Lawsuit Challenging Government Funding Of Religious Youth Home To Go Forward
Appeals Court Affirms Standing Of Lesbian Fired From Publicly Funded Baptist Children’s Home
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Louisville, KY — A federal appeals court ruled today that a lawsuit brought by the American Civil Liberties Union and Americans United for Separation of Church and State challenging government funding of a religious group youth home in Kentucky can go forward.
The 6th U.S. Circuit Court of Appeals reversed a lower court ruling and ruled that taxpayers have standing to bring a legal challenge to the state’s decision to fund Kentucky Baptist Homes for Children (since renamed Sunrise Children’s Services), which indoctrinated children placed under state care with its religious beliefs.
“This Baptist agency has made no secret of the fact that it was evangelizing children under the state’s care in complete disregard of the Constitution’s ban on government-sponsored religion,” said the Rev. Barry W. Lynn, Executive Director of Americans United. “We’re extremely pleased that the court has made it clear that taxpayers have the right to challenge government when it promotes religious doctrine.”
The lawsuit was brought on behalf of several taxpayers and Alicia Pedreira, a lesbian who was fired from the group home after someone at the agency saw a photograph of Pedreira and her partner at the state fair. In addition to the constitutional challenge, Pedreira had also claimed that the agency illegally discriminated against her because she did not conform to the religious beliefs of the agency.
Although the appeals court dismissed that claim, the court said that she would be allowed to present evidence of her firing to prove that the funding of the agency violated the Constitution’s prohibition of religious funding.
“While I’m disappointed that Baptist Homes won’t be held liable for firing me, today’s decision helps ensure that government funds won’t be given to employers who discriminate based on their religious beliefs about sexual orientation, and that’s why I brought this case,” said Pedreira, who after struggling for years to get her career back on track, is currently working as a counselor in Louisville.
Filed in April 2000, this lawsuit has been closely watched by many because it underscores the problems that arise when government funds religious organizations to perform their functions.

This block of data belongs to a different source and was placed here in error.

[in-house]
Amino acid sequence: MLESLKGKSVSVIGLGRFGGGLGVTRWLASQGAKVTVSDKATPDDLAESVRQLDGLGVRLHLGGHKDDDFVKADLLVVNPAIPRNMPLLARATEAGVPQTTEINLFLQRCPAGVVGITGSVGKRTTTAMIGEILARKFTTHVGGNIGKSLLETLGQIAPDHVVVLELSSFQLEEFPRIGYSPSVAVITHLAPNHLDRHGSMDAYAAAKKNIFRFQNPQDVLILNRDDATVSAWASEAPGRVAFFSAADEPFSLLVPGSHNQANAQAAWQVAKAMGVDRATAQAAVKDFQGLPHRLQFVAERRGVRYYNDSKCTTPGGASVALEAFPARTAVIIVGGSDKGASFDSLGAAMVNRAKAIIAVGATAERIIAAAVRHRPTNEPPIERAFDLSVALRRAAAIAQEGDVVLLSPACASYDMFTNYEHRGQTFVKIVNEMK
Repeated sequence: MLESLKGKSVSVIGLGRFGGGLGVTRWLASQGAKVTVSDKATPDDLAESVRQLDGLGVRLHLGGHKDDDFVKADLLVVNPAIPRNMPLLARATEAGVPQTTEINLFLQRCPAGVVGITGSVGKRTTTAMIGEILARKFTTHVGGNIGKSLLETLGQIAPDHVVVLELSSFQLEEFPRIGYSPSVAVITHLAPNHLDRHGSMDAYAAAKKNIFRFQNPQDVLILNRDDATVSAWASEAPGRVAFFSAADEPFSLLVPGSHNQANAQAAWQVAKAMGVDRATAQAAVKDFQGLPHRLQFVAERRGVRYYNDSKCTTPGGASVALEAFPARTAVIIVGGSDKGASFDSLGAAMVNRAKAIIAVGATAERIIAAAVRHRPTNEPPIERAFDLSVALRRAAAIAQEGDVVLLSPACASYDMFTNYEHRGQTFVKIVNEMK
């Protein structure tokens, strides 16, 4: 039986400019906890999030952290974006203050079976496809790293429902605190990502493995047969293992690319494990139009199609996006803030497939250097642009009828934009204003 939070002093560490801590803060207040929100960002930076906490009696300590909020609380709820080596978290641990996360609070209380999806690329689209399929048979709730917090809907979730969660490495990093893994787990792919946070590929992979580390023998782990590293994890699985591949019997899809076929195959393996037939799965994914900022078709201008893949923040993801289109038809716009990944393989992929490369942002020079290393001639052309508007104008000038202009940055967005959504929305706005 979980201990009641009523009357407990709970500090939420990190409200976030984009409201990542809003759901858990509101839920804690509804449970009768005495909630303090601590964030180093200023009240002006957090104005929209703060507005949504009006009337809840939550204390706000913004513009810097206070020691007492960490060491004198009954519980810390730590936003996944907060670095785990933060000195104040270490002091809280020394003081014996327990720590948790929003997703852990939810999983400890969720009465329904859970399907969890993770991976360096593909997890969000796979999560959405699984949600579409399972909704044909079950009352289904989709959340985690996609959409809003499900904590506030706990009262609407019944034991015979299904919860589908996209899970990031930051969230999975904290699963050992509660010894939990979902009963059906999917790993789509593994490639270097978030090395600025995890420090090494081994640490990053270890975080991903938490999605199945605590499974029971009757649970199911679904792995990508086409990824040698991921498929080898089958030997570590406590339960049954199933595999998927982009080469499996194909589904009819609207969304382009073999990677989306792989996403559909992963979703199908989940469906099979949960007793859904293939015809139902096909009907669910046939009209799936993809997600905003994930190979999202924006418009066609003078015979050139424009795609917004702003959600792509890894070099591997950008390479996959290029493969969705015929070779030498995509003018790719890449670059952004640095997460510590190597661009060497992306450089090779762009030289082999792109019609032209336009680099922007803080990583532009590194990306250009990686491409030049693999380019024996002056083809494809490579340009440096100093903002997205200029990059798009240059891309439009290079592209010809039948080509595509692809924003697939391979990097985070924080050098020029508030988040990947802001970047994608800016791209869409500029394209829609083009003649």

“The government should be helping to end discrimination against gay people, not funding it,” said Ken Choe, a senior staff attorney with the ACLU’s Lesbian Gay Bisexual Transgender Project. “While today’s decision gives taxpayers recourse when the government oversteps the line in funding religiously affiliated service providers, this case illustrates all too well what can go wrong when the government fails to ensure appropriate safeguards.”
Added Americans United Senior Litigation Counsel Alex J. Luchenitser, who argued the appeal before the court, “This decision puts the brakes on the Religious Right’s efforts to keep taxpayers out of court in order to allow unfettered public funding of religious indoctrination. Proselytizing groups should not be able to get away with using government money illegally because they think that no one can sue them.”
The court noted that reviews conducted by a private company of Baptist Homes “contain 296 interview responses from youth describing [Baptist Homes’] religious practices as coercive.” The court also quoted a Baptist Homes annual report as stating, “The angels rejoiced last year as 244 of our children made decisions about their relationships with Jesus Christ.”
The case is returned to the district court for trial, but other appeals are possible.
In addition to Choe and Luchenitser, the legal team representing Pedreira includes Americans United Legal Director Ayesha Khan; ACLU attorneys James Esseks, David Friedman, Daniel Mach and William Sharp; ACLU cooperating attorney Vicki Buba of the Oldfather Law Firm in Louisville, KY; attorneys David Bergman, Joshua Wilson, Elizabeth Leise, Alicia Truman, Lea Johnston, and Alessandro Maggi of the international law firm Arnold & Porter LLP; and Washington, D.C. attorney Murray Garnick.
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